Senate Republicans confirmed eight district court nominees in just three days this week, drawing protests from the Democrats. With House Speaker Nancy Pelosi (D-NY) announcing her intent to begin drafting articles of impeachment against President Donald Trump, Republicans are feeling the pressure to move forward on judicial nominations as quickly as possible.

Senate Democrats have criticized the haste in procedure as well as the individuals being appointed to district courts by Trump, the Hill reported. Sen. Christopher Coons (D-Del.) said he has concerns about “rising issues around qualification and competence.” Speaking on the floor, Coons pointed out that nine of Trump’s recent appointees were ranked as “not qualified” by the American Bar Association.

Sen. Schumer expressed worry about the political leanings of the nominees. “They are putting right-wing on the bench. These judges are far away from where the average American is,” he said. Referring to the confirmation of Sarah Pitlyk, Schumer said, “there are many bad nominations, but it's hard to think of one that's as bad as hers.” Pitlyk was among those rated “not qualified.” Sen. Susan Collins (R-Maine) was the only Republican to vote against her confirmation.

Pitlyk has been especially controversial for her outspoken views on abortion, fertility treatments and surrogacy. She notably defended Iowa’s statewide ban on six-week abortion, which has since been struck down by the U.S. Supreme Court. Pitlyk has also argued that surrogacy “is harmful to mothers and children, so it’s a practice society should not be enforcing.”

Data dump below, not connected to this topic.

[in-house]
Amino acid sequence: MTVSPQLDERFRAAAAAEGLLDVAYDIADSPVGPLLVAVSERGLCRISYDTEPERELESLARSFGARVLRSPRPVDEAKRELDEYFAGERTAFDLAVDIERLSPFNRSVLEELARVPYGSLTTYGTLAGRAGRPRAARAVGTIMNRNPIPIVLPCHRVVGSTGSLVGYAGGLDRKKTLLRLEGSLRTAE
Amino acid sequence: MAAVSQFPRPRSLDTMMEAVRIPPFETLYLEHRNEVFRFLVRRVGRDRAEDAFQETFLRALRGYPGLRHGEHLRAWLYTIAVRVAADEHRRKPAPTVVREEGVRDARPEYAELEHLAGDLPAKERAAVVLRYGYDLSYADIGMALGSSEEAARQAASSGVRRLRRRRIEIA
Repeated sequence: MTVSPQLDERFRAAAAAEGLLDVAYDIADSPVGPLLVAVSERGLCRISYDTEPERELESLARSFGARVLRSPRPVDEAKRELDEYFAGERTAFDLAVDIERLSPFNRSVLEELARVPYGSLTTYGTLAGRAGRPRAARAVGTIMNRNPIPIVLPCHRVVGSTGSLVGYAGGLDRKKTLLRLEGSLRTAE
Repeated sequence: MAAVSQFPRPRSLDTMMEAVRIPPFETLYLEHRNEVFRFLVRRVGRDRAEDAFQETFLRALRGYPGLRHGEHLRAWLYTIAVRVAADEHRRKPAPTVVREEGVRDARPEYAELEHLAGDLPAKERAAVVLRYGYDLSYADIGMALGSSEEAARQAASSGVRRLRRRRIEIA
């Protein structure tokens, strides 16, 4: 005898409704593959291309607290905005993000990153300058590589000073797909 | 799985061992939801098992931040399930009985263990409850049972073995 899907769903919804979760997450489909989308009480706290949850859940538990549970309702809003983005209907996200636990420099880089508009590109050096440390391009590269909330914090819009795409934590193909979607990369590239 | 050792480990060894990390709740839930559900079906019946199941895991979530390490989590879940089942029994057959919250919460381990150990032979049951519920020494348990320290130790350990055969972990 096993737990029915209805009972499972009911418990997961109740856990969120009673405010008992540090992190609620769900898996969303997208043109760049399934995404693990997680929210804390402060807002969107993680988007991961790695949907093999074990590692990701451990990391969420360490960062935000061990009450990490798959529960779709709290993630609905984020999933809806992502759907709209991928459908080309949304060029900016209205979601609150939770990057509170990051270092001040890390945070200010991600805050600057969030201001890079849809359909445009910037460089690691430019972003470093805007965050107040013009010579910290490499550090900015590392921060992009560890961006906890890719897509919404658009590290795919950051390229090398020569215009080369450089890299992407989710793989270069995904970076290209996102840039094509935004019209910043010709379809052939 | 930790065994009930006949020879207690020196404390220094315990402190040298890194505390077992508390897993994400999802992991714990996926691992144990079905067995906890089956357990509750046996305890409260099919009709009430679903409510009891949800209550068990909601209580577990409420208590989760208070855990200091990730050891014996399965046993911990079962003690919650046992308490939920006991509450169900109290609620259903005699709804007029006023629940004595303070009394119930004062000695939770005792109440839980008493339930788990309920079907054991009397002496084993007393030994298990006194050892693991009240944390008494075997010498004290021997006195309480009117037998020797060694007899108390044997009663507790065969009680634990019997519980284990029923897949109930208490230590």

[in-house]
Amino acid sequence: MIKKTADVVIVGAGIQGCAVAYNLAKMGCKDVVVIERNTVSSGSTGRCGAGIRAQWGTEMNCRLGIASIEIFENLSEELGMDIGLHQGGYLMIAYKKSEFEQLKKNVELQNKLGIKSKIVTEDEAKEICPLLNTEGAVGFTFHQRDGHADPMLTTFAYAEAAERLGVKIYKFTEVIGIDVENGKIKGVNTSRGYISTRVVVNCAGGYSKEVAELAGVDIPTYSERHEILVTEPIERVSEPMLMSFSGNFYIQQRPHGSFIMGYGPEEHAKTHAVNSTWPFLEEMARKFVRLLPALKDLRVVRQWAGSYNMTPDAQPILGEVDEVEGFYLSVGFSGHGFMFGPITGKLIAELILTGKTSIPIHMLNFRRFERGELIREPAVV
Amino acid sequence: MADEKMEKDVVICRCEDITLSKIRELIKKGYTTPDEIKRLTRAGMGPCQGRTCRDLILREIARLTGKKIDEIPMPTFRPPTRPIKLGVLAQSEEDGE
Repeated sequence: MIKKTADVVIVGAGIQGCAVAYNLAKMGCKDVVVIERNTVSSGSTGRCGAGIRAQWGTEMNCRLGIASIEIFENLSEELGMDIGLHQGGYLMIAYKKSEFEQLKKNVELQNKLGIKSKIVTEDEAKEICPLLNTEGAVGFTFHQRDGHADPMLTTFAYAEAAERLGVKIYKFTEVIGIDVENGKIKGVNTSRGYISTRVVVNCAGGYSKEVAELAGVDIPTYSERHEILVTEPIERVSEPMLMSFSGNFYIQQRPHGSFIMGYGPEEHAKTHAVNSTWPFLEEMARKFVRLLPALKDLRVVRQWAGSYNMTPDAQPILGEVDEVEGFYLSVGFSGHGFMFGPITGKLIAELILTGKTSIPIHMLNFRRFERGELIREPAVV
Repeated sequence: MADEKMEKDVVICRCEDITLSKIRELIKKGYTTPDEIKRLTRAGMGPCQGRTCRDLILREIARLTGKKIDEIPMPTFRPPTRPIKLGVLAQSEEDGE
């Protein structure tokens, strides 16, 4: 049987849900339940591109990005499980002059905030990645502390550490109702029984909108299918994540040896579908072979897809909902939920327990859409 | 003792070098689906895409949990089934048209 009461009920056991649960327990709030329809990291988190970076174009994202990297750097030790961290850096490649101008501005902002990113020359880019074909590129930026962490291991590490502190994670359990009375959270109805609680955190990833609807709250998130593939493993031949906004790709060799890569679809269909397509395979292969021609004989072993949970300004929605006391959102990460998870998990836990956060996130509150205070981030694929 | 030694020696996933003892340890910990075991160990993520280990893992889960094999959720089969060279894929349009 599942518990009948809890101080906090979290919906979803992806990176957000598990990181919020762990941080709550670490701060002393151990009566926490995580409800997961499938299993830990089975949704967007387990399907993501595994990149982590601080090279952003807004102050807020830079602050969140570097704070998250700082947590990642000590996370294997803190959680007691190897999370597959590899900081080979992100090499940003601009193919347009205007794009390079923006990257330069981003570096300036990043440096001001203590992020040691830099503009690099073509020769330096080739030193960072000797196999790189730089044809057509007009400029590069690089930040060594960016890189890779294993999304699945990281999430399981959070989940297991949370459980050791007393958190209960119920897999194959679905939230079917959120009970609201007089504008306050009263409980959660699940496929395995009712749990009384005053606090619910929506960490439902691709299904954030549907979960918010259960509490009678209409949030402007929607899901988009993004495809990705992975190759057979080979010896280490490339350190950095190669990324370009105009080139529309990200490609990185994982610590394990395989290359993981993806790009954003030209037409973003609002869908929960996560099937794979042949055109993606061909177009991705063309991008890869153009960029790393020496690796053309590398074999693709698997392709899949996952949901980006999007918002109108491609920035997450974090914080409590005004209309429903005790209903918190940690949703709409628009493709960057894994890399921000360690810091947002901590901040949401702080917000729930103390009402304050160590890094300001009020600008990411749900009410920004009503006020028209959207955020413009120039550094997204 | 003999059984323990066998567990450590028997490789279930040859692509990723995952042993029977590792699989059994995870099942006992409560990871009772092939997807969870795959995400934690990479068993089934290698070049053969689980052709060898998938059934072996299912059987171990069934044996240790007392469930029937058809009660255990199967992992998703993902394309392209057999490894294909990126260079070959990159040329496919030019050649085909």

Senate Majority Leader Mitch McConnell (R.-Ky.) responded to critics: “If our Democratic colleagues want to spend less time voting on district judges, they should take it up with the Democratic leader,” referring to Sen. Chuck Schumer (D-NY).

Senate Republicans had earlier pushed a rule change to reduce the time for debating the confirmation of judicial nominees from 30 hours to two hours. This helped Republicans swiftly move ahead on the nominees put forth by Trump this week.

Although polling of American voters showed slightly higher approval of impeachment, most experts believe it is unlikely that Trump will be removed. While the articles of impeachment are expected to pass through the House, the Republican-dominated Senate is expected to vote against convicting the president.

In the event Trump survives the looming impeachment process, Republicans in Congress can expect increased political opposition from Democrats.

Senate Majority Leader Mitch Mcconnell, R-Ky., says Congress could block moves to normalize relations with Cuba. Pictured: McConnell talks to reporters July 8, 2015. Reuters/Kevin Lamarque